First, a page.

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Meron investigation: Police official says politicians wouldn’t limit Meron attendance

CM 22/08/2021

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Northern District Police Superintendent Shimon Lavi told the Mount Meron state commission of inquiry on Sunday that the political class had blocked all attempts by the police to limit attendance on the site surrounding the Lag B’Omer celebrations.
Lavi is the opening witness to testify before the commission which is expected to hear from political, religious, security officials and victims.
On April 30, some 45 men and boys, mostly ultra-Orthodox, died in a mass crush on Mount Meron, the site of the tomb of Talmudic sage Shimon Bar Yohai, where tens of thousands of pilgrims had gathered for the annual Lag Ba’omer celebrations in what was Israel’s worst civilian disaster.

The previous government of former prime minister Benjamin Netanyahu and various ultra-orthodox parties, who were at least partially involved in demanding unlimited attendance, had refused to establish a state commission of inquiry, which would be free of political interference.
This was in contravention of the wishes of the majority of the families of the victims who argued that only a truly independent panel would be able to find who was responsible for the death of their loved ones and prevent such a disaster in the future.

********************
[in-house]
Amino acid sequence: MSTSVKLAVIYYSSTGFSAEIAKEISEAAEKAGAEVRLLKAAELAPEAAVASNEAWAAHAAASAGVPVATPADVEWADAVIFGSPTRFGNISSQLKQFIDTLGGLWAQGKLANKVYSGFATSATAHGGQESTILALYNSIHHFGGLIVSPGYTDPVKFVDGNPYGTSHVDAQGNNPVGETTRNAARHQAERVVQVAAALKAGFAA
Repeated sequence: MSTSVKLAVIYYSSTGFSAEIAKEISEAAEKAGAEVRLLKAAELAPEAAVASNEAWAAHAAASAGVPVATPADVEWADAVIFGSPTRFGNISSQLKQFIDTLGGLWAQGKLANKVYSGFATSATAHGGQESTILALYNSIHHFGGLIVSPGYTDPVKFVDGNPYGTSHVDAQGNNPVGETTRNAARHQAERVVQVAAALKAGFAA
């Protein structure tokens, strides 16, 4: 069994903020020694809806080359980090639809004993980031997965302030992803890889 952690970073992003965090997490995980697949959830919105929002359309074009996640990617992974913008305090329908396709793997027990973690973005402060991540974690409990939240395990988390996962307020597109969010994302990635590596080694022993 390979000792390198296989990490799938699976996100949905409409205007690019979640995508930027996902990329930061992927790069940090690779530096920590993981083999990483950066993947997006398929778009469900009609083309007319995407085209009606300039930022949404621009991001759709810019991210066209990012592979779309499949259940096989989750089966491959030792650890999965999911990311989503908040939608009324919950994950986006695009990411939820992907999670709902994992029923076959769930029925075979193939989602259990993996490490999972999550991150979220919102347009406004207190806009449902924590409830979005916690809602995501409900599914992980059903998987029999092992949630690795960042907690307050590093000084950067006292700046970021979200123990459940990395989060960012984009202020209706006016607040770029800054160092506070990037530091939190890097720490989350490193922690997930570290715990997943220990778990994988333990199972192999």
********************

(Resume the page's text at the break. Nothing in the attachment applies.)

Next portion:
Meron investigation committee, August 22. (credit: YONATAN SINDEL/FLASH 90) Meron investigation committee, August 22. (credit: YONATAN SINDEL/FLASH 90)
The new government of Prime Minister Naftali Bennett promptly endorsed a commission of inquiry, and at the end of June, Supreme Court President Esther Hayut appointed a three-member panel to chair the Meron disaster state inquiry.
The commission is chaired by former chief justice Miriam Naor; the other two members will be Rabbi Mordechai Karlitz and IDF Maj.-Gen. (res.) Shlomo Yanai.
At the time, Hayut said that appointment of a state inquiry using this model would ensure the independence of its conclusions from political considerations and restore public faith in the state’s handling of the issue.
A statement said that Naor was picked due to her stature leading the entire judicial branch and her experience handling highly complex matters.
Rabbi Karlitz was selected for having served as mayor of Bnei Brak and having experience in building and design issues, with the Meron events in general and with public policy and the haredi (ultra-Orthodox) community regarding integration in the army.
Yanai was selected due to his expertise in logistical and planning issues, both during his time in the IDF and in the private sector since his retirement from the military.
Hayut cited the tradition that when she announced the inquiry was the 17th of the Hebrew month of Tamuz, is a fast day in memory of when the walls of Jerusalem were broken during the Roman invasion in 70 CE. She expressed hope that this Meron commission would counter that history by restoring some positivity and stability to Israeli society.

Source: Jerusalem Post

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